Royal Tussle; Olubadan’s Victory not Personal – Ladoja

Royal Tussle; Olubadan’s Victory not Personal – Ladoja

By Trevor Oluwole

A former Oyo State Governor and a High Chief in Ibadan, Sen. Rasheed Adewolu Ladoja has praised the verdict of the State High Court in favor of the Olubadan in Council, describing it as a victory for Ibadanland.

Ladoja 300x200 - Royal Tussle; Olubadan's Victory not Personal - Ladoja

In a statement signed by his media aide, Lanre Latinwo, Ladoja said it was not a personal victory for him because what triggered the suit he filed in court to challenge the government decision was the need to preserve the globally cherished custom and tradition of Olubadan succession system, which he described as smooth and rancor-free.

The statement reads, “ The judgment has vindicated us as purists who abhor any contamination of a rancour free succession process that has become the envy of many cities all over the world. I do not in any way see it as a personal victory but as a victory for the whole Ibadans.

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The Oyo State government had earlier set up a commission on May 19 , 2017, to review the Olubadan stool accession and the Ibadan Chieftancy system. The commission’s report recommended the creation of more monarchs in Ibadanland, leading to the installation of 21 kings by the governor on August 27, 2017, at the Mapo Hall, Ibadan.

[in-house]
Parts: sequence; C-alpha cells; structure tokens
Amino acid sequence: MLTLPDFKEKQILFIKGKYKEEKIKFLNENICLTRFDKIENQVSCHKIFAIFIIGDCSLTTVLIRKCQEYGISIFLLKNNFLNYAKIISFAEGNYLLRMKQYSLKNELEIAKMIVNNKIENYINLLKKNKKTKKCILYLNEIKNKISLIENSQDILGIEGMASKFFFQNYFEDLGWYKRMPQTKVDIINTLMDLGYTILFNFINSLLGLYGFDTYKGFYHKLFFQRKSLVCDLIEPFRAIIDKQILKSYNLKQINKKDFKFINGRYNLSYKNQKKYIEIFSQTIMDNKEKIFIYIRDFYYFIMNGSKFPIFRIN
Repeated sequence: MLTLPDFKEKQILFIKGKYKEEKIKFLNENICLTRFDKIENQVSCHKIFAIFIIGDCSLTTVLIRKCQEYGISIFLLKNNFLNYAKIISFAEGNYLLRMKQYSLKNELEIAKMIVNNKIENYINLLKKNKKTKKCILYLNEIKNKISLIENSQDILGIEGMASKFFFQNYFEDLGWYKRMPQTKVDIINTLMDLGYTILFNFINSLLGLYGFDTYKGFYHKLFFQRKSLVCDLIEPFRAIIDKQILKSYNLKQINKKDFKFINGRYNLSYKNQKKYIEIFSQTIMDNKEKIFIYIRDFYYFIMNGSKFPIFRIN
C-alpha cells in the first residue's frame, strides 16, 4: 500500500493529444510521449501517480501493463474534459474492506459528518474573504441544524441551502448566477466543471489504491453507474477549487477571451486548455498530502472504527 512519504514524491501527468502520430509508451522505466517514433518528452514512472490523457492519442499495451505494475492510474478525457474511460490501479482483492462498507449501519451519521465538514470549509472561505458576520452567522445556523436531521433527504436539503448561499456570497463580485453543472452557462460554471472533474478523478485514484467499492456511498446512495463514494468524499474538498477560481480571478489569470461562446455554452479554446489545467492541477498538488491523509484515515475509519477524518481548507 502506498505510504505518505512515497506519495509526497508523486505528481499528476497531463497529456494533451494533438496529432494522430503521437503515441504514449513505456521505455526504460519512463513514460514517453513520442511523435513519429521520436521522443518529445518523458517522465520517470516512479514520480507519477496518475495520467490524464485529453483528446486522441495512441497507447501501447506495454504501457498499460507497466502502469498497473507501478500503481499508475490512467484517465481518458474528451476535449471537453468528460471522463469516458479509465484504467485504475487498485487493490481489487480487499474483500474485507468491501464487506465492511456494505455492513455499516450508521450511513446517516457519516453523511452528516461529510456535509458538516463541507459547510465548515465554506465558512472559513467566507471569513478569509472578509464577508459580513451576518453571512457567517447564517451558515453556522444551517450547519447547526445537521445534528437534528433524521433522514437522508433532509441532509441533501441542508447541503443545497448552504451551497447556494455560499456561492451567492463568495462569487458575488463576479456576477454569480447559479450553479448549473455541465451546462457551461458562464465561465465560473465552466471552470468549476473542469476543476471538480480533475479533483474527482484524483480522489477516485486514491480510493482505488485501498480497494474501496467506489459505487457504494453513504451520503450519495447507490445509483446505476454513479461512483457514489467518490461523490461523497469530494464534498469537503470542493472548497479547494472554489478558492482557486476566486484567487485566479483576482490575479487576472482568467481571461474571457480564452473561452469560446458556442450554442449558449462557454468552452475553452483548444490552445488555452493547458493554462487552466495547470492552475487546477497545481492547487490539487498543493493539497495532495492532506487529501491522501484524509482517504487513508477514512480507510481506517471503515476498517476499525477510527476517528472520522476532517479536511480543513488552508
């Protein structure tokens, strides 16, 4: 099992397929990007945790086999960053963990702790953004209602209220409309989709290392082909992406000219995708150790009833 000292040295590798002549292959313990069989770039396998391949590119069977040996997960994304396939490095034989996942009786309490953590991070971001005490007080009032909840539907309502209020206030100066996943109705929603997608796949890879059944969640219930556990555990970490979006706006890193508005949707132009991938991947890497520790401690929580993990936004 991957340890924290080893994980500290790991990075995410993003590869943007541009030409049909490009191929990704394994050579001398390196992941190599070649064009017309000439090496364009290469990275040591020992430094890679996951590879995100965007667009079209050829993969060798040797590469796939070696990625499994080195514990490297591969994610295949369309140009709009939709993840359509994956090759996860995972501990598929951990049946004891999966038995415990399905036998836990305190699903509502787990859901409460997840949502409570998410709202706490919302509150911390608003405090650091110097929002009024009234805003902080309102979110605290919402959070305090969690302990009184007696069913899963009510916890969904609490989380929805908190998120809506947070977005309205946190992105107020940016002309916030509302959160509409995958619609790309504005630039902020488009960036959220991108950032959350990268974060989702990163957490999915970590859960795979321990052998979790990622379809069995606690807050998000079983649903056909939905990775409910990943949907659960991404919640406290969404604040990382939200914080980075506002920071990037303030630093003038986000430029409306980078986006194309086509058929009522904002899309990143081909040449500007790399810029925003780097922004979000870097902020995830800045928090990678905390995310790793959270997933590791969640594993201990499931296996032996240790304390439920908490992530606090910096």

A State High Court presided over by Justice Olajumoke Aiki, has on Friday, declared the review of the 1957 Olubadan Chieftaincy Declaration and other Related Chieftaincies in Ibadanland, which was done by the Justice Akintunde Boade-led Commission, as unconstitutional, illegal, null, void, and of no effect. Thereby ordering that the new 21 Obas installed by the state Government be unseated.

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Justice Aiki held that wearing of beaded crowns was beyond the powers of Sections 10, 12 and 25 of the Oyo State Chiefs Law.

“Section 25 of the Chiefs Law could not be treated in isolation to the provisions of parts two and three of the Chiefs Laws, especially sections 10, 12 and 25, which did not give power to the governor to review the Olubadan Chieftaincy Declaration.

The court concluded that Governor Ajimobi acted beyond his constitutional powers. She stated that a judicial commission of inquiry could not amend or further amend, review or further review the chieftaincy declaration.

Meanwhile, Ladoja has praised the verdict, describing it as a victory for Ibadanland and also a Defense for Culture.

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The deposed “kings” are Chief Lekan Balogun, the Otun Olubadan of Ibadanland; High Chief Eddy Oyewole, Ashipa Olubadan of Ibadanland; High Chief Akinloye Owolabi Olakuleyin, Balogun of Ibadanland; High Chief Tajudeen A. Ajibola, Osi Balogun of Ibadaland; High Chief Latifu Gbadamosi Adebimpe, Asipa Balogun of Ibadanland; High Chief Kolawole Adegbola, Ekarun Balogun of Ibadanland; High Chief Abiodun Kola-Daisi, Ekerin Olubadan of Ibadanland and High Chief S. Amidu Ajibade, Ekarun Olubadan of Ibadan. Others are Chief Lasisi Akano, Onijaye of Ijaye; Chief Ismaila Olasunkanmi, Oniroko of Iroko; Chief Moses Olasunkanmi, Onikereku of Ikereku; Chief Mudasiru Omodele Adebayo, Baale Olodo; Chief Victor Sunday Okunola, Elegbeda of Egbeda; Alhaji Wahab Olabamiji Okedina, Baale Okelade-Okin; Chief Olabamiji Ahmed Thomas, Alakufo of Akufo; Chief Gbolagade Muritala Babalola, Onido of Ido; Chief Dauda Omotoso, Baale Awotan; Chief Tiamiyu Labiyi Ladipo, Baale of Abanla; and Chief James Oladipo Obisesan, Baale Akanran.

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